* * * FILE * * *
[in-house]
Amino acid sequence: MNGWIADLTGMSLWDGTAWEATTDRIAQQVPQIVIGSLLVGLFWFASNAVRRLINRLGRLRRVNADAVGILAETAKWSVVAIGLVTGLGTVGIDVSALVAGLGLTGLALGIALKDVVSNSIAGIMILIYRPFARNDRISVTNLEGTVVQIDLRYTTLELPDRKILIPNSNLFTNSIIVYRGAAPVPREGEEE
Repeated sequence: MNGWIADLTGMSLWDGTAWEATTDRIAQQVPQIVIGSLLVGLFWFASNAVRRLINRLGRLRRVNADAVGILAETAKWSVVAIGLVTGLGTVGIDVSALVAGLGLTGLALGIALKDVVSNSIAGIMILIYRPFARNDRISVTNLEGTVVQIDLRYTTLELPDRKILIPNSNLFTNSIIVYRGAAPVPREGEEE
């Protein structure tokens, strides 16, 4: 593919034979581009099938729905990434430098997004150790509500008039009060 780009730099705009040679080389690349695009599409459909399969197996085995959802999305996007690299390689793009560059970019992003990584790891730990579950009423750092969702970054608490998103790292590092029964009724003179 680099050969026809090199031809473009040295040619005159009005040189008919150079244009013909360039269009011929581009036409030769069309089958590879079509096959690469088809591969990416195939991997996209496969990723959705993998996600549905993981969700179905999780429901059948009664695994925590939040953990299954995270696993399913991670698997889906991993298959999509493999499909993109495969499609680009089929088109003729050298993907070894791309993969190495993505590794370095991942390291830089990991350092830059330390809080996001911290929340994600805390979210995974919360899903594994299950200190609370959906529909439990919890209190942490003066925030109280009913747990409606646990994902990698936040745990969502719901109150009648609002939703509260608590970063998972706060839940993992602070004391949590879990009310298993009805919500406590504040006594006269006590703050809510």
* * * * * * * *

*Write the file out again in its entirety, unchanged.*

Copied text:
[in-house]
Amino acid sequence: MNGWIADLTGMSLWDGTAWEATTDRIAQQVPQIVIGSLLVGLFWFASNAVRRLINRLGRLRRVNADAVGILAETAKWSVVAIGLVTGLGTVGIDVSALVAGLGLTGLALGIALKDVVSNSIAGIMILIYRPFARNDRISVTNLEGTVVQIDLRYTTLELPDRKILIPNSNLFTNSIIVYRGAAPVPREGEEE
Repeated sequence: MNGWIADLTGMSLWDGTAWEATTDRIAQQVPQIVIGSLLVGLFWFASNAVRRLINRLGRLRRVNADAVGILAETAKWSVVAIGLVTGLGTVGIDVSALVAGLGLTGLALGIALKDVVSNSIAGIMILIYRPFARNDRISVTNLEGTVVQIDLRYTTLELPDRKILIPNSNLFTNSIIVYRGAAPVPREGEEE
């Protein structure tokens, strides 16, 4: 593919034979581009099938729905990434430098997004150790509500008039009060 780009730099705009040679080389690349695009599409459909399969197996085995959802999305996007690299390689793009560059970019992003990584790891730990579950009423750092969702970054608490998103790292590092029964009724003179 680099050969026809090199031809473009040295040619005159009005040189008919150079244009013909360039269009011929581009036409030769069309089958590879079509096959690469088809591969990416195939991997996209496969990723959705993998996600549905993981969700179905999780429901059948009664695994925590939040953990299954995270696993399913991670698997889906991993298959999509493999499909993109495969499609680009089929088109003729050298993907070894791309993969190495993505590794370095991942390291830089990991350092830059330390809080996001911290929340994600805390979210995974919360899903594994299950200190609370959906529909439990919890209190942490003066925030109280009913747990409606646990994902990698936040745990969502719901109150009648609002939703509260608590970063998972706060839940993992602070004391949590879990009310298993009805919500406590504040006594006269006590703050809510």